This has been a rough week, It began for me one week ago when friends, family, and former students gathered to celebrate the life of my beloved father-in-law. As beautiful as the service was, it couldn’t ameliorate the pain of the farewell. And that is to be expected.

The week that followed included a brutal (for me) time change, a completely uncalled-for smear of a local advocate, continuing racist jabs on the County Executive’s Facebook page, a horrific slaughter of Muslims in prayer in New Zealand, and a bout of some kind of stomach virus.

Big and small, this week wrecked me.

Into this week came the glimmer of something worth being happy about. The Downtown Columbia Arts and Culture Commission’s Ian Kennedy announced that Darin Atwater’s Soulful Symphony will be the Orchestra in Residence at Merriweather. The announcement has been all over the news so I doubt you have missed it. But it hasn’t popped up here because, well, this has been a really. Bad. Week.

You can get a glimpse of the Merriweather event facilities at the upcoming taping of Elevate Maryland with guest Darin Atwater this Thursday. Although I’ve never been there, I understand that, since the Merriweather renovations, the space has been available to book for weddings, events, and private parties. More importantly, you can get a chance to hear from Soulful Symphony’s Darin Atwater and learn more about what’s ahead in this upcoming collaboration.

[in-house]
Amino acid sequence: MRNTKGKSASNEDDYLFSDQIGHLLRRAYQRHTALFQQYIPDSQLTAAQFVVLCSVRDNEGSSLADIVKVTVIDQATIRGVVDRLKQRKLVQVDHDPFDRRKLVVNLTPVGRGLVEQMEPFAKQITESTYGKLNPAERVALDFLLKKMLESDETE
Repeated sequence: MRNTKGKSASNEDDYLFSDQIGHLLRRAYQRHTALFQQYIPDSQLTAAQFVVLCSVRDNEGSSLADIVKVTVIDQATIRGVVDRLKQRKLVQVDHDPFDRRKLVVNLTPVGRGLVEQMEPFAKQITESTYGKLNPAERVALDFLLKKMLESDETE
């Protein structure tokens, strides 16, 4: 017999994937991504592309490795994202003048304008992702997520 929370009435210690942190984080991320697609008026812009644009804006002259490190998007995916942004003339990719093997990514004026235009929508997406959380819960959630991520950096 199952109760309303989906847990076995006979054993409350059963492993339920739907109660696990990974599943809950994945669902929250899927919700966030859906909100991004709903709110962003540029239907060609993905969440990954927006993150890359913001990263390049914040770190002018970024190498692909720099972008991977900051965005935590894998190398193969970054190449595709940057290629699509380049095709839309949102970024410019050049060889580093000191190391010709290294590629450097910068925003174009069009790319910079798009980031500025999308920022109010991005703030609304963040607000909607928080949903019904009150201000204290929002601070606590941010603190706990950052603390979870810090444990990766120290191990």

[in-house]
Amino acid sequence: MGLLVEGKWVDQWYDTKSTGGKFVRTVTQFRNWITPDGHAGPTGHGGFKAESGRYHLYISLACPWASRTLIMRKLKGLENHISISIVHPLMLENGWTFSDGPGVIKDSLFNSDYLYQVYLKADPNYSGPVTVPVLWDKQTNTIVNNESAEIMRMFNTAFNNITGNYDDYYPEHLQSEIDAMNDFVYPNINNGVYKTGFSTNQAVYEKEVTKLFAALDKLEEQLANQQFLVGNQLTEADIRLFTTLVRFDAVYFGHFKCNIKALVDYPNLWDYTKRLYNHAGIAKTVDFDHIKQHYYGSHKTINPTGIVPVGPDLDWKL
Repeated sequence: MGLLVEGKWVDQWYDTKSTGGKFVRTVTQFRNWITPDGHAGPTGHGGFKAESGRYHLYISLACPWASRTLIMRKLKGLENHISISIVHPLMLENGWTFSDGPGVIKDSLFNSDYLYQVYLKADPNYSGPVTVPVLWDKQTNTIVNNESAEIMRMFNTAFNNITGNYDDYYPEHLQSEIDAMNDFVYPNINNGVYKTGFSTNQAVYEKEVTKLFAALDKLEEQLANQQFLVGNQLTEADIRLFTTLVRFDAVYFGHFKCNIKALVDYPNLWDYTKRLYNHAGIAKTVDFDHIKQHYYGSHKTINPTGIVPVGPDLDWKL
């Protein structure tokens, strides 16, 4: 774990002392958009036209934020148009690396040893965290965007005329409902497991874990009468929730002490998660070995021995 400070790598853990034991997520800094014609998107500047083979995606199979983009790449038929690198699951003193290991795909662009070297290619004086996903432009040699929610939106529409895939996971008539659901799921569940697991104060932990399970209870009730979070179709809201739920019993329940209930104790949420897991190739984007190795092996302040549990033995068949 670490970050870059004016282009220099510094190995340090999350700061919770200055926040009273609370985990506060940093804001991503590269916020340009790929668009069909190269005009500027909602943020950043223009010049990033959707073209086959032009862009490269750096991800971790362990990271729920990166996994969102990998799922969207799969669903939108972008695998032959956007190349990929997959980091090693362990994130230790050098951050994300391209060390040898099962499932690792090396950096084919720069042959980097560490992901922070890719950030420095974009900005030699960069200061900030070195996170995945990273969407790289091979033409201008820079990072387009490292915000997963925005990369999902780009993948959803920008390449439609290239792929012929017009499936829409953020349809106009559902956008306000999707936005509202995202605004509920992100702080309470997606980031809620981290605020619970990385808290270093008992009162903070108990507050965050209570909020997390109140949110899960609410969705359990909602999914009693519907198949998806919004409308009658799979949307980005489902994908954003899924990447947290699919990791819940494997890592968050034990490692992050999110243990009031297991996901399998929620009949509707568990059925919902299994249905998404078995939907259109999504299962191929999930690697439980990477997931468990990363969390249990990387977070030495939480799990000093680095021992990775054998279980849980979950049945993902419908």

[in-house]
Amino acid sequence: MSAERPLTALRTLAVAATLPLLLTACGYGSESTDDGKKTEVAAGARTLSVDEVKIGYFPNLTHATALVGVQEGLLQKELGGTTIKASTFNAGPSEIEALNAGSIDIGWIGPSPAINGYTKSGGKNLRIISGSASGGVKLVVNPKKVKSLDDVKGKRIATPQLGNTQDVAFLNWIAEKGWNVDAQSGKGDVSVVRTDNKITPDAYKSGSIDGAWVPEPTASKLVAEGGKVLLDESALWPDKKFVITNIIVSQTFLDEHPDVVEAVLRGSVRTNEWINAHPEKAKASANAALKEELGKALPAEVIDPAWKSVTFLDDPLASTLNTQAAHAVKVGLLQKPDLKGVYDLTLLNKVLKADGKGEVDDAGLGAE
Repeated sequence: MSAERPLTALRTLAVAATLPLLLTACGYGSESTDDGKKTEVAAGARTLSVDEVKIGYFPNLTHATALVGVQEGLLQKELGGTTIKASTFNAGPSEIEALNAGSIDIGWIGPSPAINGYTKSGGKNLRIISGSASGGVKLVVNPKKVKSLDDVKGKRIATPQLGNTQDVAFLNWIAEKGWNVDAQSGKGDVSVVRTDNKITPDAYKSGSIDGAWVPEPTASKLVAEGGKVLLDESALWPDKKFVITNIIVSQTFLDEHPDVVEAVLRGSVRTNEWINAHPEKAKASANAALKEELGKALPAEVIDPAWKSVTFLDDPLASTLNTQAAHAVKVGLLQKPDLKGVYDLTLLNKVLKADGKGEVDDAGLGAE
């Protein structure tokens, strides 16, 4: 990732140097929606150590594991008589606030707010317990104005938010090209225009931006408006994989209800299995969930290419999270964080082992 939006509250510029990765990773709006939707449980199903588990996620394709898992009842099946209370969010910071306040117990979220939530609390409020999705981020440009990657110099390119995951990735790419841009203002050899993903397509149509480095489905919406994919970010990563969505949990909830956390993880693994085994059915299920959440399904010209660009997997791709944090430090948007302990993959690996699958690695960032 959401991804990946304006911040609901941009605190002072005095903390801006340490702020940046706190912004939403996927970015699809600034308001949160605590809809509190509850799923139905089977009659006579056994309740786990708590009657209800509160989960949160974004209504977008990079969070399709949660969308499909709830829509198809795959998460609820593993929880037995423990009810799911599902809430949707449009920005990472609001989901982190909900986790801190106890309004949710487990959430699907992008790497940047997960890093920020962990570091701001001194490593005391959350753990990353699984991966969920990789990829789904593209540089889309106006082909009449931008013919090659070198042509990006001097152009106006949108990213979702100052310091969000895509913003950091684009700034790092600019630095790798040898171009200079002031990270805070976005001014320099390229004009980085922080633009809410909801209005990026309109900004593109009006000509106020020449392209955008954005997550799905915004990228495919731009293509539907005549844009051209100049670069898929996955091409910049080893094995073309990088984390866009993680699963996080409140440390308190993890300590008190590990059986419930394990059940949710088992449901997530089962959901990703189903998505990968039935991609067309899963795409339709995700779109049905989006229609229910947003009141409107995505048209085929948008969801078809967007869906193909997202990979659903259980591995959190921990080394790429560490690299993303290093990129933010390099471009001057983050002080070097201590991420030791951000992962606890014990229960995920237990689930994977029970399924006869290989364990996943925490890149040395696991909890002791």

We got a taste of Spring weather this week along with the turmoil and grief. A lot of us are just looking for any kind of a sign that good will not be overwhelmed by evil. Sometimes all you get is a crocus or a bit of sun or a song.






Friday, March 15, 2019

Pain



Right now, here in Howard County, people are hurting.

People of the Muslim faith are reeling from the news of brothers and sisters in New Zealand shot down during Friday prayers. People who have made it their business to advocate against gun violence  are hurting, those who have lost loved ones to gun violence are reliving their pain.

Everywhere you go today in Howard County, you will very likely be near someone who is in pain.

The new editor of the Howard County Times, Erin Hardy, comes to us from the Capital in Annapolis. This morning she writes:

I lost five of my loved ones, family members, co-workers in the Capital Gazette shooting last June. Every mass shooting hits me like a ton of bricks that is magnified x 1000. I'm so tired and angry and sad that we KEEP DYING.